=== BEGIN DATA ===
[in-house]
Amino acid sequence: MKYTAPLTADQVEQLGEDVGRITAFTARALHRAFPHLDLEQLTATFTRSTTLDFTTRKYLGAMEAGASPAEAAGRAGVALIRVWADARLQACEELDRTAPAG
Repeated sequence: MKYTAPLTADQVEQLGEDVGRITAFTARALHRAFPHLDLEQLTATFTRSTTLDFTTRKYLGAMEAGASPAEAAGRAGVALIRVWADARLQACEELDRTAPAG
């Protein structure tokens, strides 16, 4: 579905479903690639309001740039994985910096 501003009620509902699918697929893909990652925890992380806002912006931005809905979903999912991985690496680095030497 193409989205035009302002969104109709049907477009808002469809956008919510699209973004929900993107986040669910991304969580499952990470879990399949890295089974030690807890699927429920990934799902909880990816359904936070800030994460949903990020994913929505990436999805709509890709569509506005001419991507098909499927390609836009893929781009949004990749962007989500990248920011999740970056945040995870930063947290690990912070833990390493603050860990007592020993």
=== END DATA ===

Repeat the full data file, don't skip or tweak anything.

[in-house]
Amino acid sequence: MKYTAPLTADQVEQLGEDVGRITAFTARALHRAFPHLDLEQLTATFTRSTTLDFTTRKYLGAMEAGASPAEAAGRAGVALIRVWADARLQACEELDRTAPAG
Repeated sequence: MKYTAPLTADQVEQLGEDVGRITAFTARALHRAFPHLDLEQLTATFTRSTTLDFTTRKYLGAMEAGASPAEAAGRAGVALIRVWADARLQACEELDRTAPAG
């Protein structure tokens, strides 16, 4: 579905479903690639309001740039994985910096 501003009620509902699918697929893909990652925890992380806002912006931005809905979903999912991985690496680095030497 193409989205035009302002969104109709049907477009808002469809956008919510699209973004929900993107986040669910991304969580499952990470879990399949890295089974030690807890699927429920990934799902909880990816359904936070800030994460949903990020994913929505990436999805709509890709569509506005001419991507098909499927390609836009893929781009949004990749962007989500990248920011999740970056945040995870930063947290690990912070833990390493603050860990007592020993």